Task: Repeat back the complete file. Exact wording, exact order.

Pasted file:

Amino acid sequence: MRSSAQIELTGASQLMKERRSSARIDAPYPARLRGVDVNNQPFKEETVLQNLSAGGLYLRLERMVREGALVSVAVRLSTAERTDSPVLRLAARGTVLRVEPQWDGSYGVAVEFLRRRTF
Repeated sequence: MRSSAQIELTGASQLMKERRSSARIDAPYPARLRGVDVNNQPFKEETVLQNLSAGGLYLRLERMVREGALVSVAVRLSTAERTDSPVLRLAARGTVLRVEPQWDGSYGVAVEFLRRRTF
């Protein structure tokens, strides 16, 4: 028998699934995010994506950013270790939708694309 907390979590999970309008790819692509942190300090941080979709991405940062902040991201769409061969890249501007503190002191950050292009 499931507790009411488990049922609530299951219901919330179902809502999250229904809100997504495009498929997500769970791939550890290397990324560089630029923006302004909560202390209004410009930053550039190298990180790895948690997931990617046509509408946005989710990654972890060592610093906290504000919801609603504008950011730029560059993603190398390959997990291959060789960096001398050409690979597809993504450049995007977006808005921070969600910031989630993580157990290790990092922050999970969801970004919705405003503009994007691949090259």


Amino acid sequence: MRSSAQIELTGASQLMKERRSSARIDAPYPARLRGVDVNNQPFKEETVLQNLSAGGLYLRLERMVREGALVSVAVRLSTAERTDSPVLRLAARGTVLRVEPQWDGSYGVAVEFLRRRTF
Repeated sequence: MRSSAQIELTGASQLMKERRSSARIDAPYPARLRGVDVNNQPFKEETVLQNLSAGGLYLRLERMVREGALVSVAVRLSTAERTDSPVLRLAARGTVLRVEPQWDGSYGVAVEFLRRRTF
């Protein structure tokens, strides 16, 4: 028998699934995010994506950013270790939708694309 907390979590999970309008790819692509942190300090941080979709991405940062902040991201769409061969890249501007503190002191950050292009 499931507790009411488990049922609530299951219901919330179902809502999250229904809100997504495009498929997500769970791939550890290397990324560089630029923006302004909560202390209004410009930053550039190298990180790895948690997931990617046509509408946005989710990654972890060592610093906290504000919801609603504008950011730029560059993603190398390959997990291959060789960096001398050409690979597809993504450049995007977006808005921070969600910031989630993580157990290790990092922050999970969801970004919705405003503009994007691949090259």